Currently there are 13 visual grading systems sold or installed worldwide; four in Canada, one in Australia, and the rest is in the US, where larger companies such as Weyerhaeuser have embraced the technology.  In Canada, WF’s Fraser Lake has the beta model, one has gone to a Fraser Papers sawmill in New Brunswick that deals with a lot of balsam fir and rot issues, and two more are slated to go to West Fraser’s Quesnel operation. The company has also done LHG grade testing at its facility in Salmon Arm, BC for such major MPB players as Canfor and Tolko, with favourable results.

“My assessment is that the system has reached the level where you could use it to grade dead MPB lumber,” concludes Barry Harley, planer manufacturing control and special products coordinator at Tolko’s state-of-the-art Quest Wood Division. “This system would allow us to start cutting-in-two for grade recovery again.”

All good, as provincial figures for the Quesnel Timber Supply area identify it as one of the hardest hit areas, with 1.2 million ha of the 1.6 million ha area infested. Natural Resources Canada also cites the Quesnel area as having the largest change in fibre and revenue in the Interior because of the MPB over the next decade. With big volumes, and years to go, gearing up for the beetle is paying off.



BC's gain...your pain?

A new study by the reliable International WOOD Markets Group predicts the BC Interior sawmilling sector will remain a major force in lumber markets for possibly another 10 years, despite recent gloom and doom scenarios. I reported a few months back on the   BC government’s update on the beetle salvage efforts, and its two “bad” or “worse” scenarios for future harvest levels. Both predict 20% drops from the 2006 harvest level over the next five years, ending with either 45 or 55% total drops within 10 years. If you’re thinking similar drops in lumber production, think again.



The discrepancy centres around the economic shelf life of beetle kill timber, and BC Interior sawmills’ growing skill at processing it. “We have learned that the BC Interior forest industry has become very efficient at milling three- to five-year-old dead pine trees,” says Mike Jahraus, IWMG vice president. “Although grade recoveries have slipped, so far the industry has largely been able to battle the potentially devastating impacts on mill productivity and lumber recovery by strategic capital investments in new technology, changes to mill configurations, and enhancements to log processing in the woods.” That includes relaxing top diameter requirements and leaving more cull in the woods, but the end result is the same. Over the next five to six years, the BC Interior lumber output will remain roughly where it has been since 2004, or 13.5 to 15 billion bdft/yr. After that, it will trend down, ending at between eight and 10 billion bdft by 2020, the same very respectable levels the region reached in the late ’90s. And, the report notes, it could be higher for those first 10 years.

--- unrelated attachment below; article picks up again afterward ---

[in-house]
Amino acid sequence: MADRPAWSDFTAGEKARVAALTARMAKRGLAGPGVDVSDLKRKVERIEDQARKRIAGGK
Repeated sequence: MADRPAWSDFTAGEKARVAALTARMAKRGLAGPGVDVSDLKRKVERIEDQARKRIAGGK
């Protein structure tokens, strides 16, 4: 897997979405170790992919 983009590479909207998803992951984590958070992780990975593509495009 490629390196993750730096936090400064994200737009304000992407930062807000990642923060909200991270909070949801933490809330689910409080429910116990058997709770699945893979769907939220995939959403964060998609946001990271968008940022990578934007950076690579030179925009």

Good news for local sawmills and loggers; bad news for folks elsewhere hoping that BC’s pain would be their gain. It will, but not as soon, and not as much. – Scott Jamieson



This is the first in a series looking at how some BC Interior and Alberta operations are dealing with the beetle. Next issue we look at green end strategies.

November 25, 2011  By Jean Sorensen

CNM’s optimization product line manager Chris Wells at the company’s LHG testing facility in Salmon Arm One of the trickle down effects of handling increasing amounts of mountain pine beetle (MPB) logs is that BC’s Interior dimension lumber mills are seeing a grow

Print this page


Stories continue below